Be very particular — the quality of this work will be quite obvious later on

    Finishing and Hardware

    You're now ready to sand and finish the entire project. I used four coats of clear satin polyurethane to bring out the mahogany's luster.

  • Sand between coats with 400 grit paper
  • Use a tack cloth to clean up before the next coat
  • Let the finish dry
  • Set the clock on its back and position the door on the carcass
  • Locate and install the hinges (pieces 24) (Each hinge will require a single dado in the front edge of the carcass stile, as shown on the Pinup Shop Drawings: this eliminates the need to chop any mortises in the back of the door)
  • Screw the hinges in place
  • Temporarily tack the dial template into the rabbets in the back of the door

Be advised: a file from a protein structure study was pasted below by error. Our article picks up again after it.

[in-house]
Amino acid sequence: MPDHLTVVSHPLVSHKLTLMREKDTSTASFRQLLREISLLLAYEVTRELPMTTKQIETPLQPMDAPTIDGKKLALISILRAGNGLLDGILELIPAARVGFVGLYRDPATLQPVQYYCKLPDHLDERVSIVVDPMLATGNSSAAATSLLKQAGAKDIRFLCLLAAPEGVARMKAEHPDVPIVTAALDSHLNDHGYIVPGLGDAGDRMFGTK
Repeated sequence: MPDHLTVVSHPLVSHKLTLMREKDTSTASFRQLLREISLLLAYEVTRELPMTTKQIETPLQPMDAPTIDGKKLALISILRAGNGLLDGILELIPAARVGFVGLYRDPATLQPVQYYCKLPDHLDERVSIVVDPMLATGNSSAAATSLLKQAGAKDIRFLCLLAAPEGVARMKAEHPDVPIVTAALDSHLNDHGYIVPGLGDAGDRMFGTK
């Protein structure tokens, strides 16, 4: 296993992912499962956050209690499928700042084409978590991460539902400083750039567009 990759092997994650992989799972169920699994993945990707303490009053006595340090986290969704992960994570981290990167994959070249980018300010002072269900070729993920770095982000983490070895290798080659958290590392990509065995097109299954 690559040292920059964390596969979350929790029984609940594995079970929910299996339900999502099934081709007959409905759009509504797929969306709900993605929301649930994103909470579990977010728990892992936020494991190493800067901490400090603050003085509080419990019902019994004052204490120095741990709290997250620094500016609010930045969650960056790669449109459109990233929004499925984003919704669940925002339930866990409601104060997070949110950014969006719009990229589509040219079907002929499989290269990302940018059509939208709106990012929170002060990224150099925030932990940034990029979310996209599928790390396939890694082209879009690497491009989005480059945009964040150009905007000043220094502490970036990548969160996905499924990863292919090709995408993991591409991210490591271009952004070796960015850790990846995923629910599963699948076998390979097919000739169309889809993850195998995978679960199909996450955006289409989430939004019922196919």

• Milling the Dial Frame

    With the location of the dial established, you can now make the frame that fits around it...

  • Rip the four frame segments (pieces 23) to size
  • Miter them to the lengths shown on the Pinup Shop Drawings
  • Use biscuits (placing them at the locations shown on the Pinup Shop Drawings), glue and clamps to create a square form that looks like a picture frame (make sure this frame is flat and square as you tighten the clamps)
  • Let the glue dry
  • Trim the outside of the frame to fit in the door rabbet, leaving 1/16'' play all round (remember to shave a little off each side so the mitered joints don't look off center)
  • Center your plywood template on the frame, clamp it gently in place when the fit is perfect
  • Draw a line for the circular cutout
  • Make the cutout with a scroll or jig saw
  • Use a drum sander to clean up the edges
  • Use a bearing guided chamfering bit to relieve both the front and back edges of the cutout, following the chamfer dimensions shown on the Full-size Pattern when you're satisfied with the fit
  • Cut a 3/8'' wide rabbet on the back edges of the dial frame, making it flush with the door